The Odyssey House Art Project is comprised of men and women in treatment for substance use and mental health disorders. In a city where 1,374 died from drug overdoses in 2016 – and someone dies from an overdose every seven hours – these services are more critical than ever. Here is one young man’s story.
When he was prescribed Percocet for a football injury, Joe could not have guessed how it would alter the trajectory of his life. At 19, he had a stable job with a promising career path as an electrician. Five years later, he had a full-blown heroin addiction, lost his job, and most of his friends.
Growing up in Brooklyn, Joe was close with this mother. It was after her death, following a decade-long struggle with heart problems and kidney cancer, that he turned from prescription drugs to heroin. “I couldn’t stand to watch her suffer,” he says.
Slowly, the rest of his life started to unravel. His friends began to keep their distance. He stopped showing up to work on time and was fired. But he and his girlfriend continued their heroin use even after learning she was pregnant, believing the withdrawal effects would result in a miscarriage. As a result, his son was born with opioids in his system and was weaned on morphine until he was six weeks old. It was the wakeup call Joe needed. He decided to get clean and to focus his future on being a role model for his child. “My son is my first priority. Everything I do is for him.”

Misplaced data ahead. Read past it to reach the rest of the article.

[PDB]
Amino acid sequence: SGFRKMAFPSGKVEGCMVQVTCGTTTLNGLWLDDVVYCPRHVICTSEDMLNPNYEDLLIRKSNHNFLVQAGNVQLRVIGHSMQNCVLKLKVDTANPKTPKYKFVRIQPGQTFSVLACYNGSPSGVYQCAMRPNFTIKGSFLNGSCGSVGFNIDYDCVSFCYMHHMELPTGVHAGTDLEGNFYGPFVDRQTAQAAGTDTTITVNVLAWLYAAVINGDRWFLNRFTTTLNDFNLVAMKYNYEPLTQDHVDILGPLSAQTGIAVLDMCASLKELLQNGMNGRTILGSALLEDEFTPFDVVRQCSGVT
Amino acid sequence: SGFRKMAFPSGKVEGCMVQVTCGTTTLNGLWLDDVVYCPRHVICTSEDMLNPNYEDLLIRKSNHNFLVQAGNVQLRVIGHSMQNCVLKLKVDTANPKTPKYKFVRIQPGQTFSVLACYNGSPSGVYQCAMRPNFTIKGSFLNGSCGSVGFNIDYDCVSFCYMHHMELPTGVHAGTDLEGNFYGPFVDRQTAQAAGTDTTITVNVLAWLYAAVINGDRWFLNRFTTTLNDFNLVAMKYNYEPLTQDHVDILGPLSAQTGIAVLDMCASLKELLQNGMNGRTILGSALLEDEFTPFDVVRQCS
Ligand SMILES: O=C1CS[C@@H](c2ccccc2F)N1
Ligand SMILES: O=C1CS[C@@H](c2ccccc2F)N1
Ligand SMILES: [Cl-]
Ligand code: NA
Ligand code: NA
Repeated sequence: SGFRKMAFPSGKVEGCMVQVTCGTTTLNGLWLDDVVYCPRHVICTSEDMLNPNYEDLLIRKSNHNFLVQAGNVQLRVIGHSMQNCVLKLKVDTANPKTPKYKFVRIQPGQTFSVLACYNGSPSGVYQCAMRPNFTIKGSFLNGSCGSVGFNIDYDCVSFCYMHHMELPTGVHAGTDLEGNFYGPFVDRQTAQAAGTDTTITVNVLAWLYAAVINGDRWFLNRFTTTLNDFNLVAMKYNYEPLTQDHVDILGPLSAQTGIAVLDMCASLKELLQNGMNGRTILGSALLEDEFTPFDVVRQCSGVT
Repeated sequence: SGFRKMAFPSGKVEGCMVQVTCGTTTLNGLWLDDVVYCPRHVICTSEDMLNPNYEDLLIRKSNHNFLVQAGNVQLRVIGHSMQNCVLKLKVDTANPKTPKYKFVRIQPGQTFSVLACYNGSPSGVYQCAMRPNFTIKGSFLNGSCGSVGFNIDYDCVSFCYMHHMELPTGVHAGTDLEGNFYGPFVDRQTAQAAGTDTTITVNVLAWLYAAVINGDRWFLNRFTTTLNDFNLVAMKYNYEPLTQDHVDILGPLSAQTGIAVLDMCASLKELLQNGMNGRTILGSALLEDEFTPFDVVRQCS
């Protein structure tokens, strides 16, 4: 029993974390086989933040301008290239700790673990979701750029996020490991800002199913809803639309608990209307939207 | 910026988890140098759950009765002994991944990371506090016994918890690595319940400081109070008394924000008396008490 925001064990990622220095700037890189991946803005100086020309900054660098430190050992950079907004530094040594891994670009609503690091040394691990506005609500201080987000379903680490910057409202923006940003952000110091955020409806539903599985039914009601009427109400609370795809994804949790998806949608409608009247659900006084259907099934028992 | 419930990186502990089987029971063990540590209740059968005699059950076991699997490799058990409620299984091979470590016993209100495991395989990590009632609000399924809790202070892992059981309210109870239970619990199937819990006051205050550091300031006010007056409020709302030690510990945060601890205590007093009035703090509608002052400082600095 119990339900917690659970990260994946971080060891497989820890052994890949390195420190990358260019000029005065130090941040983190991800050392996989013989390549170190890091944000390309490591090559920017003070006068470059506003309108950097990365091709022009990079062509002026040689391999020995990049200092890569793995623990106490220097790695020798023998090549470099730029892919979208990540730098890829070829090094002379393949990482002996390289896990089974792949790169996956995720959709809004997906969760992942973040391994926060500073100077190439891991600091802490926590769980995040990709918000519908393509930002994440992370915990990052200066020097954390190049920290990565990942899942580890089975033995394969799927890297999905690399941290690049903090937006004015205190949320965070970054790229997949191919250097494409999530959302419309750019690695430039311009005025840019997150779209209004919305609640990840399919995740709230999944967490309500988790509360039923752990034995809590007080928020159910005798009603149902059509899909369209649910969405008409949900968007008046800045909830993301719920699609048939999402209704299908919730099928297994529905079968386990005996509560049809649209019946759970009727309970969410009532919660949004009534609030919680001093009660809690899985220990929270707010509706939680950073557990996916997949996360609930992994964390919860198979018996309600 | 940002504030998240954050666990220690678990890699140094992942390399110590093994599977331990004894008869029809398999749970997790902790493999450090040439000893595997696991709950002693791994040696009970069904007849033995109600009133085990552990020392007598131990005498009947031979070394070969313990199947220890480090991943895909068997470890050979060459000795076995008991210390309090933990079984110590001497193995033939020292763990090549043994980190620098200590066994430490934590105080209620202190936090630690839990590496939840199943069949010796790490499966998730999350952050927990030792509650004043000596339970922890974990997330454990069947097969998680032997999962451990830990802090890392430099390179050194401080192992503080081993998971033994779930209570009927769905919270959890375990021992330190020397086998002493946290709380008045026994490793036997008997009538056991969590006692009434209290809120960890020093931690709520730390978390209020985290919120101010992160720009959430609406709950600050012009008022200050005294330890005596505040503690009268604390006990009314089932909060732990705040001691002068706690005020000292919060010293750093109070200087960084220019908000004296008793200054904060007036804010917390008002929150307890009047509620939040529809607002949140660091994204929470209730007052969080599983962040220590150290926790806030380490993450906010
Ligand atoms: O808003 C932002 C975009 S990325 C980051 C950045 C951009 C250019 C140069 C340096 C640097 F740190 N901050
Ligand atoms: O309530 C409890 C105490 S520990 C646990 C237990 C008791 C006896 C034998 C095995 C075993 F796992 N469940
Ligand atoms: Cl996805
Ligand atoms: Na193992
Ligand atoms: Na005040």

With his girlfriend and son in another treatment program, two months ago Joe checked into detox and then into Odyssey House. He is committed to being in recovery and knows this is the best chance he has to save his life and build a better one for his new family.
When he finishes treatment, Joe’s goals are to study for his electrical license and raise his son in a healthy, sober home. He knows reaching these goals depends on his recovery, and is determined to rise to the challenge.